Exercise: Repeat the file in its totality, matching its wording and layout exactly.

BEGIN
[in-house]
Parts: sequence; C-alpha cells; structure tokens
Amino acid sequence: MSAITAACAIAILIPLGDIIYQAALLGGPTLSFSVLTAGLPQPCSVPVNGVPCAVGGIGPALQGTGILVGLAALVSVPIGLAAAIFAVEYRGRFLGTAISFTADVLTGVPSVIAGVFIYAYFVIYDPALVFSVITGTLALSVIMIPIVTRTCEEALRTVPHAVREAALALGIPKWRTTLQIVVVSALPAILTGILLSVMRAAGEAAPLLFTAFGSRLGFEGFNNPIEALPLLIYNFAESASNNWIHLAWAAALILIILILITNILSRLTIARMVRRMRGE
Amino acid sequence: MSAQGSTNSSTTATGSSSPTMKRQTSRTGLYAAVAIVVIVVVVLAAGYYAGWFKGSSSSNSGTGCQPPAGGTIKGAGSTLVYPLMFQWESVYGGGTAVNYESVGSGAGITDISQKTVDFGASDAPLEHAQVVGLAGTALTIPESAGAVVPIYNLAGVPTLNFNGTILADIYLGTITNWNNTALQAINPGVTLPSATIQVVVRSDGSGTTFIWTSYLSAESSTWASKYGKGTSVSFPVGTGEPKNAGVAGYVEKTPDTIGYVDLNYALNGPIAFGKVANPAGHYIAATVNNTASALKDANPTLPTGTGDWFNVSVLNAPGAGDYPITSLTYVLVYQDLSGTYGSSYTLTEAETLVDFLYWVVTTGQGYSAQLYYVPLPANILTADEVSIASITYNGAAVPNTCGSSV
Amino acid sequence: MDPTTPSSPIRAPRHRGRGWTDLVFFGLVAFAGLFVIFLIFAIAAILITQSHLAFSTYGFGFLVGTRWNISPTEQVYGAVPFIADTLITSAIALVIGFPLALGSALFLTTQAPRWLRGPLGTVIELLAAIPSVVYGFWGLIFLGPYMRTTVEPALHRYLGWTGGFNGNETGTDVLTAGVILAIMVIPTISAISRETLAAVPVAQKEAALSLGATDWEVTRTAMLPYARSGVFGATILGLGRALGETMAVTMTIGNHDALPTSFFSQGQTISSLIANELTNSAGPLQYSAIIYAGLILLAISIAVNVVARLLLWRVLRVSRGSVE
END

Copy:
[in-house]
Parts: sequence; C-alpha cells; structure tokens
Amino acid sequence: MSAITAACAIAILIPLGDIIYQAALLGGPTLSFSVLTAGLPQPCSVPVNGVPCAVGGIGPALQGTGILVGLAALVSVPIGLAAAIFAVEYRGRFLGTAISFTADVLTGVPSVIAGVFIYAYFVIYDPALVFSVITGTLALSVIMIPIVTRTCEEALRTVPHAVREAALALGIPKWRTTLQIVVVSALPAILTGILLSVMRAAGEAAPLLFTAFGSRLGFEGFNNPIEALPLLIYNFAESASNNWIHLAWAAALILIILILITNILSRLTIARMVRRMRGE
Amino acid sequence: MSAQGSTNSSTTATGSSSPTMKRQTSRTGLYAAVAIVVIVVVVLAAGYYAGWFKGSSSSNSGTGCQPPAGGTIKGAGSTLVYPLMFQWESVYGGGTAVNYESVGSGAGITDISQKTVDFGASDAPLEHAQVVGLAGTALTIPESAGAVVPIYNLAGVPTLNFNGTILADIYLGTITNWNNTALQAINPGVTLPSATIQVVVRSDGSGTTFIWTSYLSAESSTWASKYGKGTSVSFPVGTGEPKNAGVAGYVEKTPDTIGYVDLNYALNGPIAFGKVANPAGHYIAATVNNTASALKDANPTLPTGTGDWFNVSVLNAPGAGDYPITSLTYVLVYQDLSGTYGSSYTLTEAETLVDFLYWVVTTGQGYSAQLYYVPLPANILTADEVSIASITYNGAAVPNTCGSSV
Amino acid sequence: MDPTTPSSPIRAPRHRGRGWTDLVFFGLVAFAGLFVIFLIFAIAAILITQSHLAFSTYGFGFLVGTRWNISPTEQVYGAVPFIADTLITSAIALVIGFPLALGSALFLTTQAPRWLRGPLGTVIELLAAIPSVVYGFWGLIFLGPYMRTTVEPALHRYLGWTGGFNGNETGTDVLTAGVILAIMVIPTISAISRETLAAVPVAQKEAALSLGATDWEVTRTAMLPYARSGVFGATILGLGRALGETMAVTMTIGNHDALPTSFFSQGQTISSLIANELTNSAGPLQYSAIIYAGLILLAISIAVNVVARLLLWRVLRVSRGSVE